The Federal Reserve is almost certain to keep interest rates unchanged when it wraps up its policy meeting on Wednesday at 19:00 GMT. If there is any change in tone from Chairman Powell and his colleagues, it might be towards a more cautious narrative, which could weigh on the dollar a little. That said, the currency’s overall outlook still seems positive, for a lack of alternatives. US GDP growth data for Q4 are also due out on Thursday, at 13:30 GMT.
The US economy remains in good shape overall. Growth continues to run at a healthy clip around 2%, supported by strong consumption, and the housing market is also picking up steam again, fueled by the Fed’s rate cuts last year. Separately, trade risks seem to have taken a back seat for the time being, following the ‘phase one’ US-China deal.
Alas, while the overall economy is doing fine, there have also been some warnings signs. For instance, the manufacturing sector continues to contract according to the latest ISM survey, while inflation as measured by the core PCE price index remains muted. Meanwhile, there have been signs of stress in the labor market lately. Real wage growth slowed substantially, and job openings seem to be trending lower – an early indication that employment growth may be set to slow down.
And while trade concerns have dissipated for now, those have likely been replaced by coronavirus worries, as investors are still scrambling to figure out the impact this virus will have on the global economy. Although monetary policy cannot react to every virus outbreak, this might still be a concern for the Fed, given the potential spillover effects if Chinese economic growth takes a serious hit.
No action, but perhaps a more dovish take
Turning to this week’s meeting, there’s virtually no chance of a rate cut and since this is one of the gatherings without updated economic forecasts either, the market reaction will depend mainly on Chairman Powell’s remarks during the subsequent press conference at 19:30 GMT.
If there is any change in tone from Powell, it may be towards a more dovish narrative. Not only has the data pulse slowed lately, and trade risks have been replaced by virus risks, but there’s also the rotation in the FOMC’s voting composition to consider.
The Federal Open Markets Committee (FOMC) changes voting members each year, and the new voting composition for 2020 seems more dovish than last year. Hawks like Esther George and Eric Rosengren – who opposed all three rate cuts last year – are now losing their voting rights and will be replaced by more moderate officials.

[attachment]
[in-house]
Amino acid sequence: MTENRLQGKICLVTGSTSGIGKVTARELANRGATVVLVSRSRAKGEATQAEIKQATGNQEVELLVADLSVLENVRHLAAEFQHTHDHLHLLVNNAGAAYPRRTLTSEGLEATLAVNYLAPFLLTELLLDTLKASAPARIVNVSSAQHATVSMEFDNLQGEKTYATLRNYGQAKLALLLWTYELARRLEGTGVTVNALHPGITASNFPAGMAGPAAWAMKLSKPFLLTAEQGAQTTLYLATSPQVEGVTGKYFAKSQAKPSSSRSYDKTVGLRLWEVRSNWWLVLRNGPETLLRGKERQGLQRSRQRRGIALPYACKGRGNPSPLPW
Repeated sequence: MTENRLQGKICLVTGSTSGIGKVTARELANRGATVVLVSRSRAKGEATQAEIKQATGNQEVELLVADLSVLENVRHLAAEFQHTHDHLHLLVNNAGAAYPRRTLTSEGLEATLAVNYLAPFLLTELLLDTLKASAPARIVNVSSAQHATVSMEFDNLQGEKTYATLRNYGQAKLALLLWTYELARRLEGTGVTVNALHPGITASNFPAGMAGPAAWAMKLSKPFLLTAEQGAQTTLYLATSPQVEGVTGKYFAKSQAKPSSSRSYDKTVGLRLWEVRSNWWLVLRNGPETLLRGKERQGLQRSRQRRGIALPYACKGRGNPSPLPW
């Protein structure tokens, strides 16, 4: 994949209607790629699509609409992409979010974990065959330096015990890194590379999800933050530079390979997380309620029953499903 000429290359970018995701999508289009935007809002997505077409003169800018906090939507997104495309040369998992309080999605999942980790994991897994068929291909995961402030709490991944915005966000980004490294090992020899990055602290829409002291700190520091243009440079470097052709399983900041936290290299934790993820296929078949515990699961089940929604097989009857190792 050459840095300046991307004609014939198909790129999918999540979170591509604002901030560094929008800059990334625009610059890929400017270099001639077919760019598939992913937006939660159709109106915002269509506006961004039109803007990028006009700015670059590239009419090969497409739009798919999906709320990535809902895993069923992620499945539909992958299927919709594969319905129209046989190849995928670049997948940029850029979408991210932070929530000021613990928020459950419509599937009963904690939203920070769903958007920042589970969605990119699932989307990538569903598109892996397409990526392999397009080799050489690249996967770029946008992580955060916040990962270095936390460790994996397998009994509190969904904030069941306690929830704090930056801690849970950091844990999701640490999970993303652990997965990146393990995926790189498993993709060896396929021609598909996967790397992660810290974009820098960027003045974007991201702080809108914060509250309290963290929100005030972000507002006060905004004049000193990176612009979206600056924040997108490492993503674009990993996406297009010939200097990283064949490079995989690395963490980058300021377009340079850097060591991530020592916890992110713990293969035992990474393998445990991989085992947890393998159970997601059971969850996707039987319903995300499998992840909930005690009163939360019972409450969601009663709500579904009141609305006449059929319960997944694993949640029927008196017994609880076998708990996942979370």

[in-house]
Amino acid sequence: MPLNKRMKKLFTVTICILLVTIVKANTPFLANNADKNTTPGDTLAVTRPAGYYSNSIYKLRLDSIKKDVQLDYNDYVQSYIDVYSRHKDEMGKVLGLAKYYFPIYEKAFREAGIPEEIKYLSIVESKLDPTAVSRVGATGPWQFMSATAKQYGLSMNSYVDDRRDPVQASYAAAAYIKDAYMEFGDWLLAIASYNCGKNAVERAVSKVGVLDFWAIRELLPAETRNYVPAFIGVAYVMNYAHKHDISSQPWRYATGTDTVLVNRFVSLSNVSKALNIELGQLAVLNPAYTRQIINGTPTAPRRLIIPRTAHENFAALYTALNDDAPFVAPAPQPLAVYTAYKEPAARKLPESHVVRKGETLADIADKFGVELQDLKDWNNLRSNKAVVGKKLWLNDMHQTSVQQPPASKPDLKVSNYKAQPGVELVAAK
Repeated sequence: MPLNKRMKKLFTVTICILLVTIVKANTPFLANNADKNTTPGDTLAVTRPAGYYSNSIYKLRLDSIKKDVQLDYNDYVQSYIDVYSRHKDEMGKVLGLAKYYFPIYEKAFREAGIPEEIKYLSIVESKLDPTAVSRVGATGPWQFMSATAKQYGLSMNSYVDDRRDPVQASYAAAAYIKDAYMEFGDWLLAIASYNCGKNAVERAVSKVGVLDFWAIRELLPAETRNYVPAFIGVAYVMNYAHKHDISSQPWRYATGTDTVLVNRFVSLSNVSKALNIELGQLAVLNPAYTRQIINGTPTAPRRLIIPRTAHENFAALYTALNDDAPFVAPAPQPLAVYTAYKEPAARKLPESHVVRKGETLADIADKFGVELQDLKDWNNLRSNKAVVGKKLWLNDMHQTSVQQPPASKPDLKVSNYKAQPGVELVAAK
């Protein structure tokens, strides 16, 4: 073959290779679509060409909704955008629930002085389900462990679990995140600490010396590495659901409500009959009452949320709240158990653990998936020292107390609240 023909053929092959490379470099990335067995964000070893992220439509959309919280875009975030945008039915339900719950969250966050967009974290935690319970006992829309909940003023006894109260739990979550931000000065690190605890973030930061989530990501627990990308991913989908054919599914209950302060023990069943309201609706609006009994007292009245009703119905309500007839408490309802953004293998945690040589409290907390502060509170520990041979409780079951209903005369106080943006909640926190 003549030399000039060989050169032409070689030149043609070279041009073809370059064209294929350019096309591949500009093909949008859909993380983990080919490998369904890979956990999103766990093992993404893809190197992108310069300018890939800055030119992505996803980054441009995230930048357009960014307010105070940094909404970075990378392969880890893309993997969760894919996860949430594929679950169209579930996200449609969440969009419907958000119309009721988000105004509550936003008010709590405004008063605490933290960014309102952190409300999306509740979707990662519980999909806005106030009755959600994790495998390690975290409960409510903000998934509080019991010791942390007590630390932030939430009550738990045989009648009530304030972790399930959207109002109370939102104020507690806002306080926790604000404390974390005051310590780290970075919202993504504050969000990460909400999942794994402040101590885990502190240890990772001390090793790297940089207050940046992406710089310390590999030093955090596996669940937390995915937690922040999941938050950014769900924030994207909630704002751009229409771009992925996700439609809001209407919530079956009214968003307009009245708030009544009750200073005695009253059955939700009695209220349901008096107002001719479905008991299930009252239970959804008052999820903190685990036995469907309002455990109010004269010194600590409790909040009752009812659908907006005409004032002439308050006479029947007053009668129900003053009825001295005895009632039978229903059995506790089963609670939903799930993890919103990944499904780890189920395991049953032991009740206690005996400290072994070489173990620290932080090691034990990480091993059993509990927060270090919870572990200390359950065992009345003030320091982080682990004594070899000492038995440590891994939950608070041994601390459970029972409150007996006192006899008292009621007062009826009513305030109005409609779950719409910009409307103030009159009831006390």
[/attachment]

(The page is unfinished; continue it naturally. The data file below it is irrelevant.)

Dollar may tumble on Fed, but outlook still positive
If policymakers do adopt a more concerned tone, and for instance highlight that they are monitoring the softness in the data and global risks, that would argue for a negative reaction in the dollar as investors price in a higher probability for a near-term rate cut.
Even in that case though, the overall picture for the greenback still seems positive, and any setback may remain relatively short lived. The argument is that there’s no real alternative to the dollar right now – which offers a special combination of safety and high interest rates, compared to its major FX peers like the euro or yen.
Unless the Fed starts cutting rates aggressively and erodes the dollar’s rate advantage, or the Eurozone announces a big fiscal spending package to boost the struggling euro area (and therefore the euro), it’s difficult to envision any real downside in the greenback. Neither seems likely, over the coming months at least.
GDP data also crucial
Crucial economic data are also on tap, with the first estimate of GDP for Q4 expected to show that the economy grew at the same pace as in Q3, specifically by a 2.1% annualized rate. If met, that would signal the American economy continues to easily outgrow its major competitors.
On Friday, the focus will turn to the core PCE price index for December, alongside personal income and consumption data for the same month.
Looking at euro/dollar technically, it the Fed strikes a worried tone, the pair could edge higher and challenge the 1.1040 zone initially.
On the other hand, if policymakers don’t appear concerned at all, the 1.0990 level might be broken to the downside, turning the focus to the 1.0940 region next.